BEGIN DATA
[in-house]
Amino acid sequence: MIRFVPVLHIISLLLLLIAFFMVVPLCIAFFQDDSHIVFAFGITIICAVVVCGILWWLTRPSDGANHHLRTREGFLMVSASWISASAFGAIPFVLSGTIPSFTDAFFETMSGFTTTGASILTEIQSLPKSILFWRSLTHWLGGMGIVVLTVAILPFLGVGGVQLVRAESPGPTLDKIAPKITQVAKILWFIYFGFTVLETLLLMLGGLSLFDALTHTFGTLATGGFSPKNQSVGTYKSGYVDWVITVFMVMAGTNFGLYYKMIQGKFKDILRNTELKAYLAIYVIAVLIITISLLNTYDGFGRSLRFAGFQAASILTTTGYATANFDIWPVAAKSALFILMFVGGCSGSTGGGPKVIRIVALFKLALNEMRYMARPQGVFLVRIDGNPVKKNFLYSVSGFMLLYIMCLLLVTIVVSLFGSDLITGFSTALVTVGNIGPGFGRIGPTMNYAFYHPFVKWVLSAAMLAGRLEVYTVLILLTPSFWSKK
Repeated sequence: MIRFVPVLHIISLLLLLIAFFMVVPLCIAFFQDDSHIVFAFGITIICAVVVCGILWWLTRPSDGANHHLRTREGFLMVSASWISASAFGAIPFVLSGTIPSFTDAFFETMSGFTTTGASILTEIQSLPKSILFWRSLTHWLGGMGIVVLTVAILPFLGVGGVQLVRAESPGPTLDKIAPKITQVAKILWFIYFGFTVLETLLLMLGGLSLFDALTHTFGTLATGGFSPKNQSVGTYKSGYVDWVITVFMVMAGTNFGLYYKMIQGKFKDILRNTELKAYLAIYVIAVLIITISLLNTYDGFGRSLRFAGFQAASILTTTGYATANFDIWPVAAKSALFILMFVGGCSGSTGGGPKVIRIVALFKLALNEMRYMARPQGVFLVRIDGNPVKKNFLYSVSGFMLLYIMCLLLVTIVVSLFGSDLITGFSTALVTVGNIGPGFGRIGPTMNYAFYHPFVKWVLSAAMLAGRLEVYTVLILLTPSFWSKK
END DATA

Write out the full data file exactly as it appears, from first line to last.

[in-house]
Amino acid sequence: MIRFVPVLHIISLLLLLIAFFMVVPLCIAFFQDDSHIVFAFGITIICAVVVCGILWWLTRPSDGANHHLRTREGFLMVSASWISASAFGAIPFVLSGTIPSFTDAFFETMSGFTTTGASILTEIQSLPKSILFWRSLTHWLGGMGIVVLTVAILPFLGVGGVQLVRAESPGPTLDKIAPKITQVAKILWFIYFGFTVLETLLLMLGGLSLFDALTHTFGTLATGGFSPKNQSVGTYKSGYVDWVITVFMVMAGTNFGLYYKMIQGKFKDILRNTELKAYLAIYVIAVLIITISLLNTYDGFGRSLRFAGFQAASILTTTGYATANFDIWPVAAKSALFILMFVGGCSGSTGGGPKVIRIVALFKLALNEMRYMARPQGVFLVRIDGNPVKKNFLYSVSGFMLLYIMCLLLVTIVVSLFGSDLITGFSTALVTVGNIGPGFGRIGPTMNYAFYHPFVKWVLSAAMLAGRLEVYTVLILLTPSFWSKK
Repeated sequence: MIRFVPVLHIISLLLLLIAFFMVVPLCIAFFQDDSHIVFAFGITIICAVVVCGILWWLTRPSDGANHHLRTREGFLMVSASWISASAFGAIPFVLSGTIPSFTDAFFETMSGFTTTGASILTEIQSLPKSILFWRSLTHWLGGMGIVVLTVAILPFLGVGGVQLVRAESPGPTLDKIAPKITQVAKILWFIYFGFTVLETLLLMLGGLSLFDALTHTFGTLATGGFSPKNQSVGTYKSGYVDWVITVFMVMAGTNFGLYYKMIQGKFKDILRNTELKAYLAIYVIAVLIITISLLNTYDGFGRSLRFAGFQAASILTTTGYATANFDIWPVAAKSALFILMFVGGCSGSTGGGPKVIRIVALFKLALNEMRYMARPQGVFLVRIDGNPVKKNFLYSVSGFMLLYIMCLLLVTIVVSLFGSDLITGFSTALVTVGNIGPGFGRIGPTMNYAFYHPFVKWVLSAAMLAGRLEVYTVLILLTPSFWSKK